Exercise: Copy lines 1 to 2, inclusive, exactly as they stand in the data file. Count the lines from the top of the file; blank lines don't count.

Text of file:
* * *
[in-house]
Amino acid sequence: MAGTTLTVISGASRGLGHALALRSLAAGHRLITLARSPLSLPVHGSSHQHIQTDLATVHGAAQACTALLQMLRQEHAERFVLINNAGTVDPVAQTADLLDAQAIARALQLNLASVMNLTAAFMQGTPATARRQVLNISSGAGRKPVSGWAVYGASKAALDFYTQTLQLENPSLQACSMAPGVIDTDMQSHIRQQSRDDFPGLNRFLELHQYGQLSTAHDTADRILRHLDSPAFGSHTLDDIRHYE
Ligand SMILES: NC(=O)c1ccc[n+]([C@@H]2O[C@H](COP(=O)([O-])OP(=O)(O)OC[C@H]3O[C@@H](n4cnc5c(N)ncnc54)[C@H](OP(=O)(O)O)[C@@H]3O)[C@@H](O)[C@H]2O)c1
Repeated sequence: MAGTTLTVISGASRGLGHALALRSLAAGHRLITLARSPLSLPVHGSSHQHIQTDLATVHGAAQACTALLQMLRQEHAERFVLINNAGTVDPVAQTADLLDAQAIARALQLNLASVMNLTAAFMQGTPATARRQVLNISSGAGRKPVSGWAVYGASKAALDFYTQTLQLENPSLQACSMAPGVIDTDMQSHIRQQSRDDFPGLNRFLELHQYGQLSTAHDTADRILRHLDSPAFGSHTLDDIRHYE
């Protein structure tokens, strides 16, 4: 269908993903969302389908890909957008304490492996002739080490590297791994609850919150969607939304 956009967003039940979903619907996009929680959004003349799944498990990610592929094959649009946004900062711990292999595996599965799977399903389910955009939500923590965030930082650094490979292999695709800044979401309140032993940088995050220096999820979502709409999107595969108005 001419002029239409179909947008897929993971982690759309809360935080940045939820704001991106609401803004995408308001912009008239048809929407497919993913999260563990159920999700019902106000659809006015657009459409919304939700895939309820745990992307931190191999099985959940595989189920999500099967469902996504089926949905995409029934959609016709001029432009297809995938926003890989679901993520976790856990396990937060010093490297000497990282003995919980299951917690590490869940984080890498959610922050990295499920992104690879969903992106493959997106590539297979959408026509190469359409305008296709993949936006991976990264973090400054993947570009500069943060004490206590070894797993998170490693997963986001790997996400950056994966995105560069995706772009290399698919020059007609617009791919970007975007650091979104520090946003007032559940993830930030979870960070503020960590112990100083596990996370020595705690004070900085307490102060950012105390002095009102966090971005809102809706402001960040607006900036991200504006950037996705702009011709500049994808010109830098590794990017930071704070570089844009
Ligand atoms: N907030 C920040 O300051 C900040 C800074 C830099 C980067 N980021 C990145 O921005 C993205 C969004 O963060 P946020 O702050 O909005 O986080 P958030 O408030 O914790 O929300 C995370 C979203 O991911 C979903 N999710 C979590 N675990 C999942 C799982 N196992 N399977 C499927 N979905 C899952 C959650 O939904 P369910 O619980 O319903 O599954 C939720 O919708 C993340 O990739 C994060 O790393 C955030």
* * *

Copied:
[in-house]
Amino acid sequence: MAGTTLTVISGASRGLGHALALRSLAAGHRLITLARSPLSLPVHGSSHQHIQTDLATVHGAAQACTALLQMLRQEHAERFVLINNAGTVDPVAQTADLLDAQAIARALQLNLASVMNLTAAFMQGTPATARRQVLNISSGAGRKPVSGWAVYGASKAALDFYTQTLQLENPSLQACSMAPGVIDTDMQSHIRQQSRDDFPGLNRFLELHQYGQLSTAHDTADRILRHLDSPAFGSHTLDDIRHYE